They are there to protect us from danger. They help us find food and possibly mates. They create order in the events of the world around us, and if we look properly, they reveal some of the natural beauty and wonder that surrounds us.
What all the senses have in common is that they are operated by the mind. In fact, everything we see, hear, feel, smell, and taste is perceived — and many would argue. created By — our brains.
That’s right: it’s our brain that can translate tiny, invisible airborne molecules into the smell of baking bread or a smelly sock. Our brain can transform pressure waves or vibrations into the whisper of a loved one or the sound of distant thunder. Our mind can make the visible light portion of electromagnetic radiation into a beautiful mountain or even the glow of our mother’s face. And our brains can recognize the infrared part of the same electromagnetic radiation as the warmth we feel when we sit by a burning fireplace. It is quite amazing.
In the latest season of the “Chasing Life” podcast, which begins this week, we explore the many mysteries of the senses.
I’m a practicing neurosurgeon, and my first love has always been the brain, but reporting on this season’s stories was an opportunity to combine that with another love: journalistic storytelling. And what I heard, saw, smelled, tasted and felt was quite remarkable.
Our five traditional senses may seem straightforward, but they really aren’t. Each is multidimensional and proportional, with many variations between humans.
Take Touch for example. Some people need to be touched and others very little. And far from being just a sensation, touch can be further broken down into pressure, temperature, tactile sensations and pain. And we’re still in the process of learning how it all works.
Moreover, the traditional five are not the only senses we have. It might surprise you to know that we have at least seven, maybe eight. In this season of “Chasing Life,” you’ll learn more about these other secret senses that most humans possess.
In addition, we will examine what happens when people do not have a sense or sense component. We have an episode on prosopagnosia, commonly called face blindness, a condition in which people can see faces but not recognize them — sometimes not even their own family members. And we will learn how people in the deaf community have created a language to help them communicate better.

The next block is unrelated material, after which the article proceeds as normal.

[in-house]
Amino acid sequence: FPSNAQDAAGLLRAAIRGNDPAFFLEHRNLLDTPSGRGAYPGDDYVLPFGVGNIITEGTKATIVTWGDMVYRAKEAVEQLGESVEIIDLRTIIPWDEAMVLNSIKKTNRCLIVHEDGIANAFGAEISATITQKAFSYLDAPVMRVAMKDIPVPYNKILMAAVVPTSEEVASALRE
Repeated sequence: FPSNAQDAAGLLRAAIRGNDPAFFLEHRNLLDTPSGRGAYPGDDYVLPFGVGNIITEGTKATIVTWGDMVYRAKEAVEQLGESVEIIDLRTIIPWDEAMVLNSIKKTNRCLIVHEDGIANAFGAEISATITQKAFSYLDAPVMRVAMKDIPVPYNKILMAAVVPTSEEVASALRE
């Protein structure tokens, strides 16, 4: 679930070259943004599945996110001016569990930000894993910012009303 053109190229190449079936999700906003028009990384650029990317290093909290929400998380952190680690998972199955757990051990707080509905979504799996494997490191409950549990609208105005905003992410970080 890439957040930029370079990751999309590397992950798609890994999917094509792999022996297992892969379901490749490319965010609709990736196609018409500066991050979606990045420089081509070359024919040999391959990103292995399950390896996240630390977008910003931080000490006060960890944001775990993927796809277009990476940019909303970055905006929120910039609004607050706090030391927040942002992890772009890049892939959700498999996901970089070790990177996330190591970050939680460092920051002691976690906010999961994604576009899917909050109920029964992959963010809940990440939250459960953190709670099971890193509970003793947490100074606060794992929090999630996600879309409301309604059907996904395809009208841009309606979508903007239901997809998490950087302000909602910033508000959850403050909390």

We’ll also dig into synesthesia, when two senses blend together to create a unique “sum sense,” such as color hearing, where certain sounds emit color. You’ll learn why synesthesia happens and how the experience is so inherent to the individual that many people don’t realize (for a long time) that other people don’t perceive the world the same way.
We’ll also dive deeper into the promise of psychedelics, which distort the senses and detach us from our familiar ways, and are used to treat mental health conditions, such as post-traumatic stress disorder and depression. can be done
Animals and their food
We kick off the season with an interview with award-winning science journalist Ed Yong. He is the author of a new book, “An Immense World: How Animal Senses Reveal the Hidden Realms Around Us.”
Ed explains how all creatures, not just humans, live in their own “sensory bubble” through which they experience a sliver of reality — that particular sliver of reality critical to their survival and well-being. happens. This phenomenon is called umwelt, a concept pioneered in 1934 by the Baltic German biologist Jakob von Uexküll.
Ed takes us on a fascinating journey through the many mysterious senses of the animal kingdom that exist beyond our own realm, beyond the reach of what we humans can know for sure. If you’ve ever wondered what it might be like to match by scent like a dog, use echolocation to navigate like a bat, feel the Earth’s magnetic pull to move in the right direction like a bird. Or, like an eel, perceive the environment through electricity. , you won’t want to miss this conversation.
Ed told me, “I start the book with this thought experiment, to imagine that you’re sharing a room with an elephant and a bee and a rattlesnake, a spider, a bat. . . . .. you may all be in the same physical space., but you will have radically different experiences of that space. A dog may be able to pick up scents that other creatures cannot hear. In this space, a dog may be able to pick up scents that his fellow animals cannot. So, each of us is trapped in our own sensory bubble. has happened and feels only this thin sliver of the fullness of reality.”
What’s really incredible, Ed said, is that every one of these living things, including us, thinks we’re getting the full picture of what reality is.
“I’m sitting here in this room, and I don’t feel like my perception of the world is incomplete. I’m not sitting here wondering about the gaps that I’m feeling. But it’s a sense of having everything. … such an illusion, and it’s an illusion that every animal shares,” he said. “It tells us that even the most familiar parts of our world are full of the unknown and unusual.”
CNN Health’s Andrea Kane contributed to this report.